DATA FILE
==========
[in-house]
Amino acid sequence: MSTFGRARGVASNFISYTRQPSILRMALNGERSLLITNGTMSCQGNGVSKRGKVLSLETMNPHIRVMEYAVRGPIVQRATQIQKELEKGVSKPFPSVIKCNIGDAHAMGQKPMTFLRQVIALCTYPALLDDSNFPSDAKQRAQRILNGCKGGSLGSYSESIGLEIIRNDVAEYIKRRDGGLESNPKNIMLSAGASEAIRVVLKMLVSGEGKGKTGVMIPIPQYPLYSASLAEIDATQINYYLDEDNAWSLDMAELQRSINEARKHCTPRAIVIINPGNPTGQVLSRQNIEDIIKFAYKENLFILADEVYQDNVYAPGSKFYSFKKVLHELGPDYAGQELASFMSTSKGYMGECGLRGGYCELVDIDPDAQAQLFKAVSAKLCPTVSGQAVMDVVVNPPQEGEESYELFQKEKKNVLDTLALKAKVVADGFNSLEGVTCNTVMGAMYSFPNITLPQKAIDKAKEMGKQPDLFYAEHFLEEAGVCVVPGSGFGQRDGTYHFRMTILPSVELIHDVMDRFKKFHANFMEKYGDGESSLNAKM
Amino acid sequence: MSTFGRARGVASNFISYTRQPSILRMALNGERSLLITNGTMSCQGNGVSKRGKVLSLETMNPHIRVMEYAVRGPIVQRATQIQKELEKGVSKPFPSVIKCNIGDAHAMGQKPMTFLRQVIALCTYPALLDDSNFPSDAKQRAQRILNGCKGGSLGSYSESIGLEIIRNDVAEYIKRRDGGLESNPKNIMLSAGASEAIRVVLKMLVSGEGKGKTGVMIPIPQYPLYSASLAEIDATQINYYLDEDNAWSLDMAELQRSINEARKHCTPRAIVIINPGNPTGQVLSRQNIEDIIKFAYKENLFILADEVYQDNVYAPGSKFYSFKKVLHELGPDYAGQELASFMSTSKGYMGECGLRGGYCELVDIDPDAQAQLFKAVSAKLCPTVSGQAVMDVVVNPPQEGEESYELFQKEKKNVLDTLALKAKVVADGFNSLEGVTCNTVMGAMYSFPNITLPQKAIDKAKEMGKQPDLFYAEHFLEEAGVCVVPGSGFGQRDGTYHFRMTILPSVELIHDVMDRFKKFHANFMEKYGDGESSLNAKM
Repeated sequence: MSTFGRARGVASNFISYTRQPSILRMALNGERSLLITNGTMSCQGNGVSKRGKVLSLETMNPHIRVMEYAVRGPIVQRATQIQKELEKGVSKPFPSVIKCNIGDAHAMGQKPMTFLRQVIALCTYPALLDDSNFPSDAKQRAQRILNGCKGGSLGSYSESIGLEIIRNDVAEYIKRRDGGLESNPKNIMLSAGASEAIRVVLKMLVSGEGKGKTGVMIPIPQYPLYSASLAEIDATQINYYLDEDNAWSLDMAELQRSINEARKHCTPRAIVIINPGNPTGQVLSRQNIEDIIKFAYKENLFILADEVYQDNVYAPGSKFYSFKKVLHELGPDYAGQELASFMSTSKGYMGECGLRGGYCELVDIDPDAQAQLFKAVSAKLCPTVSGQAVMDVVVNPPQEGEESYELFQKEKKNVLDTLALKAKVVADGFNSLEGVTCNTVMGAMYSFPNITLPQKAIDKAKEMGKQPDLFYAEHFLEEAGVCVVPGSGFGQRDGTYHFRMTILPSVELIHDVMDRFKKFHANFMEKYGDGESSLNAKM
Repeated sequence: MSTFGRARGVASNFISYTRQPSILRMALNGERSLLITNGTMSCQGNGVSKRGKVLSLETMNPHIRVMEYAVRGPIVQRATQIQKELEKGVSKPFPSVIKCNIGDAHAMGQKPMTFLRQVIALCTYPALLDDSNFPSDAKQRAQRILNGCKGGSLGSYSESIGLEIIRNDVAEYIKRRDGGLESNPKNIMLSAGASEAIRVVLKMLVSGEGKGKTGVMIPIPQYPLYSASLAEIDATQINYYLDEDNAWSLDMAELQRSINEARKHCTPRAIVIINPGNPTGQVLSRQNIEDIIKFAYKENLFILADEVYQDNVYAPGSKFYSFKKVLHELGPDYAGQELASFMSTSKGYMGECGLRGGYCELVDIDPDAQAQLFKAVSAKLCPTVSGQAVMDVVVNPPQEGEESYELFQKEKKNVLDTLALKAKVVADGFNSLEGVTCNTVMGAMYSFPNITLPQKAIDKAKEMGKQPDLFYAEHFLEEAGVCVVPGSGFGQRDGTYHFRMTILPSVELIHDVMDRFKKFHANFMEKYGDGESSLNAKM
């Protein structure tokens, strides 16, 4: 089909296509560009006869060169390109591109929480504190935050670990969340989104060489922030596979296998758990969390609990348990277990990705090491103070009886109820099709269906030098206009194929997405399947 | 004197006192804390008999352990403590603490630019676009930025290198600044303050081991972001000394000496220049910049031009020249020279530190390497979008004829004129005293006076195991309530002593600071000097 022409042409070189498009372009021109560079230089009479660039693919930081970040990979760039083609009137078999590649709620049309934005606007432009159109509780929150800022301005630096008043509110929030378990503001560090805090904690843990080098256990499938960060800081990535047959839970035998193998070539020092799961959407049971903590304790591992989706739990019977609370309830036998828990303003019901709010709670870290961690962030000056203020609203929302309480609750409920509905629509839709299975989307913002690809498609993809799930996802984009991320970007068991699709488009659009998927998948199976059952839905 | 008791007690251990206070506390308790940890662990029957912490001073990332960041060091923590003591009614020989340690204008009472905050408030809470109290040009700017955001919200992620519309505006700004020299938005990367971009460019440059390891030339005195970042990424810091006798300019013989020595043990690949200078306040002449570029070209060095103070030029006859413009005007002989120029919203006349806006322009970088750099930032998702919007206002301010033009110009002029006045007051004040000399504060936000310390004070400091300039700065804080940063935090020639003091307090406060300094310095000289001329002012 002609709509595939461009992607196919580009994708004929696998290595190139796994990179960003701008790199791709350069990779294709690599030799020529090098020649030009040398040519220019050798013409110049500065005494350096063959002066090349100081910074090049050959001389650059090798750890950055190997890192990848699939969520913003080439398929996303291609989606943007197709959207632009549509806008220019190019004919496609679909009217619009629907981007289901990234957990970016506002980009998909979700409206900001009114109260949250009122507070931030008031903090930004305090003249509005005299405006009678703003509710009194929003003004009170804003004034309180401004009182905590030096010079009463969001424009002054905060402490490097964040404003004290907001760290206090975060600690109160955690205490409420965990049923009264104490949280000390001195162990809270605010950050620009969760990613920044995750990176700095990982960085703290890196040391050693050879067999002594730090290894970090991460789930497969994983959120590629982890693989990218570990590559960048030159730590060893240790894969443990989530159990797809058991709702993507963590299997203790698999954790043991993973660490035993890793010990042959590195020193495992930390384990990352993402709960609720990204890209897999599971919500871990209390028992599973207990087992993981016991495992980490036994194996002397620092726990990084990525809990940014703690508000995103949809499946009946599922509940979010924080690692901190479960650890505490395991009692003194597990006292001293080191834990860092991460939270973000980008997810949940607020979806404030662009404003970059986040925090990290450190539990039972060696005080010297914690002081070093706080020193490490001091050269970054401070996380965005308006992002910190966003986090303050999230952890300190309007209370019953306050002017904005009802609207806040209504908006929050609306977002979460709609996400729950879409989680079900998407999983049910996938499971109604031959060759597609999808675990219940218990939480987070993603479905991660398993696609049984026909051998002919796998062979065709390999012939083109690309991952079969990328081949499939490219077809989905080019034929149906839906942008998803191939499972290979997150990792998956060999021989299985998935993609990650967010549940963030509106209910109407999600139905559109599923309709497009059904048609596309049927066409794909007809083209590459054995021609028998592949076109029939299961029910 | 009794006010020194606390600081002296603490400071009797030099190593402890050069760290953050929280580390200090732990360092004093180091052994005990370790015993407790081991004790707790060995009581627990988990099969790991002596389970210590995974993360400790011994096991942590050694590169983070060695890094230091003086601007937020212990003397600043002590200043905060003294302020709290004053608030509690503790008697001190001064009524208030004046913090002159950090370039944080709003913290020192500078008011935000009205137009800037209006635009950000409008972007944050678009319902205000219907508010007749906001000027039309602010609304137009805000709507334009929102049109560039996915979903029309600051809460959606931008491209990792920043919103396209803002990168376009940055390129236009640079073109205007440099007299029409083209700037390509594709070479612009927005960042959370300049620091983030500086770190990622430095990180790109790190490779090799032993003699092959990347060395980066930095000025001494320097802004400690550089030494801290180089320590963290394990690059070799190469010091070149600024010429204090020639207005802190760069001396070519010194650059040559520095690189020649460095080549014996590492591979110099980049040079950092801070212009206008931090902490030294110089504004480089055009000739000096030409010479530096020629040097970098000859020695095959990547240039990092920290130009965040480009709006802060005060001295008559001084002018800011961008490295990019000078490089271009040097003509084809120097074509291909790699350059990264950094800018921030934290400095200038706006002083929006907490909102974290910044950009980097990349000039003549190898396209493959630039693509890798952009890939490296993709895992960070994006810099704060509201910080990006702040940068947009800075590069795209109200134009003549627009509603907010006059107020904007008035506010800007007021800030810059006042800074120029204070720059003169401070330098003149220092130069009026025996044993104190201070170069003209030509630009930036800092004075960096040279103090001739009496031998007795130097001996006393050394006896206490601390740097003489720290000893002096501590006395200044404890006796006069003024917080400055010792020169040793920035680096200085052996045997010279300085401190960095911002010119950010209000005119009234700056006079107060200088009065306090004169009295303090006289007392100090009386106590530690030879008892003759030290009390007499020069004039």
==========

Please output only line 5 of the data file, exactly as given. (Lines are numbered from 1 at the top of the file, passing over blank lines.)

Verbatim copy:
Repeated sequence: MSTFGRARGVASNFISYTRQPSILRMALNGERSLLITNGTMSCQGNGVSKRGKVLSLETMNPHIRVMEYAVRGPIVQRATQIQKELEKGVSKPFPSVIKCNIGDAHAMGQKPMTFLRQVIALCTYPALLDDSNFPSDAKQRAQRILNGCKGGSLGSYSESIGLEIIRNDVAEYIKRRDGGLESNPKNIMLSAGASEAIRVVLKMLVSGEGKGKTGVMIPIPQYPLYSASLAEIDATQINYYLDEDNAWSLDMAELQRSINEARKHCTPRAIVIINPGNPTGQVLSRQNIEDIIKFAYKENLFILADEVYQDNVYAPGSKFYSFKKVLHELGPDYAGQELASFMSTSKGYMGECGLRGGYCELVDIDPDAQAQLFKAVSAKLCPTVSGQAVMDVVVNPPQEGEESYELFQKEKKNVLDTLALKAKVVADGFNSLEGVTCNTVMGAMYSFPNITLPQKAIDKAKEMGKQPDLFYAEHFLEEAGVCVVPGSGFGQRDGTYHFRMTILPSVELIHDVMDRFKKFHANFMEKYGDGESSLNAKM